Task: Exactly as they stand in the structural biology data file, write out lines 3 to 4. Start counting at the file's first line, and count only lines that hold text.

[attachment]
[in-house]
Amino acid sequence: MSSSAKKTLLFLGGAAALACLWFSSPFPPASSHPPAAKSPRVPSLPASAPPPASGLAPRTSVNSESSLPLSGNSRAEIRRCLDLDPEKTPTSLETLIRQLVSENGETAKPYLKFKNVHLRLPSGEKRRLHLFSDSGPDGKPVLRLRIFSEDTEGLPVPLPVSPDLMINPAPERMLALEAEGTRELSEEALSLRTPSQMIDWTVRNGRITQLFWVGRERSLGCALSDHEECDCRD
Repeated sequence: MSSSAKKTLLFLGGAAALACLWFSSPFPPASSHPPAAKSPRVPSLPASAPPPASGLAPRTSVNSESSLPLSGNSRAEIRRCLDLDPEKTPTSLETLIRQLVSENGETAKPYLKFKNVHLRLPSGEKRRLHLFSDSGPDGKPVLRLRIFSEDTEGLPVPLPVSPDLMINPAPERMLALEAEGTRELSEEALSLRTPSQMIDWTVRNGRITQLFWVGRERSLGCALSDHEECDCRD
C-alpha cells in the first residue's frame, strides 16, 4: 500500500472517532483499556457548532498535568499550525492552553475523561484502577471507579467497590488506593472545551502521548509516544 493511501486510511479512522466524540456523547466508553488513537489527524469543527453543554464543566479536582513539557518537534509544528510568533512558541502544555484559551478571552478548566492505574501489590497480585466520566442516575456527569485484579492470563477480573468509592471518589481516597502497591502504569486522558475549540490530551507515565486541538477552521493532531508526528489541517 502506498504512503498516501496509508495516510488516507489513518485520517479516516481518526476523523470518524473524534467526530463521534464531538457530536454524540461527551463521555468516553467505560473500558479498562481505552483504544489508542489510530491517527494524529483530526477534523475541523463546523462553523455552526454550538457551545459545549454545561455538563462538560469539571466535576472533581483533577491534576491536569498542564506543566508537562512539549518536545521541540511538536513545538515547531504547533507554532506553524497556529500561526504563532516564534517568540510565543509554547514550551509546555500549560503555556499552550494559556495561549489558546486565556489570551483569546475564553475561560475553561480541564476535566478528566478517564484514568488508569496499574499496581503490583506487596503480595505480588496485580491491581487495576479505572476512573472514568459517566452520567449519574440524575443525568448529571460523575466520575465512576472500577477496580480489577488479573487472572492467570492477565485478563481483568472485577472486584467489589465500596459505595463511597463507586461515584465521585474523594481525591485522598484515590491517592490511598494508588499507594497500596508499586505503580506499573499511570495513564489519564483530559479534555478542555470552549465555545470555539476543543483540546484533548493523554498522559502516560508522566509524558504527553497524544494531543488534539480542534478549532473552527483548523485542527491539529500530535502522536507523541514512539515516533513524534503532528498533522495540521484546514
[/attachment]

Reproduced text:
Repeated sequence: MSSSAKKTLLFLGGAAALACLWFSSPFPPASSHPPAAKSPRVPSLPASAPPPASGLAPRTSVNSESSLPLSGNSRAEIRRCLDLDPEKTPTSLETLIRQLVSENGETAKPYLKFKNVHLRLPSGEKRRLHLFSDSGPDGKPVLRLRIFSEDTEGLPVPLPVSPDLMINPAPERMLALEAEGTRELSEEALSLRTPSQMIDWTVRNGRITQLFWVGRERSLGCALSDHEECDCRD
C-alpha cells in the first residue's frame, strides 16, 4: 500500500472517532483499556457548532498535568499550525492552553475523561484502577471507579467497590488506593472545551502521548509516544 493511501486510511479512522466524540456523547466508553488513537489527524469543527453543554464543566479536582513539557518537534509544528510568533512558541502544555484559551478571552478548566492505574501489590497480585466520566442516575456527569485484579492470563477480573468509592471518589481516597502497591502504569486522558475549540490530551507515565486541538477552521493532531508526528489541517 502506498504512503498516501496509508495516510488516507489513518485520517479516516481518526476523523470518524473524534467526530463521534464531538457530536454524540461527551463521555468516553467505560473500558479498562481505552483504544489508542489510530491517527494524529483530526477534523475541523463546523462553523455552526454550538457551545459545549454545561455538563462538560469539571466535576472533581483533577491534576491536569498542564506543566508537562512539549518536545521541540511538536513545538515547531504547533507554532506553524497556529500561526504563532516564534517568540510565543509554547514550551509546555500549560503555556499552550494559556495561549489558546486565556489570551483569546475564553475561560475553561480541564476535566478528566478517564484514568488508569496499574499496581503490583506487596503480595505480588496485580491491581487495576479505572476512573472514568459517566452520567449519574440524575443525568448529571460523575466520575465512576472500577477496580480489577488479573487472572492467570492477565485478563481483568472485577472486584467489589465500596459505595463511597463507586461515584465521585474523594481525591485522598484515590491517592490511598494508588499507594497500596508499586505503580506499573499511570495513564489519564483530559479534555478542555470552549465555545470555539476543543483540546484533548493523554498522559502516560508522566509524558504527553497524544494531543488534539480542534478549532473552527483548523485542527491539529500530535502522536507523541514512539515516533513524534503532528498533522495540521484546514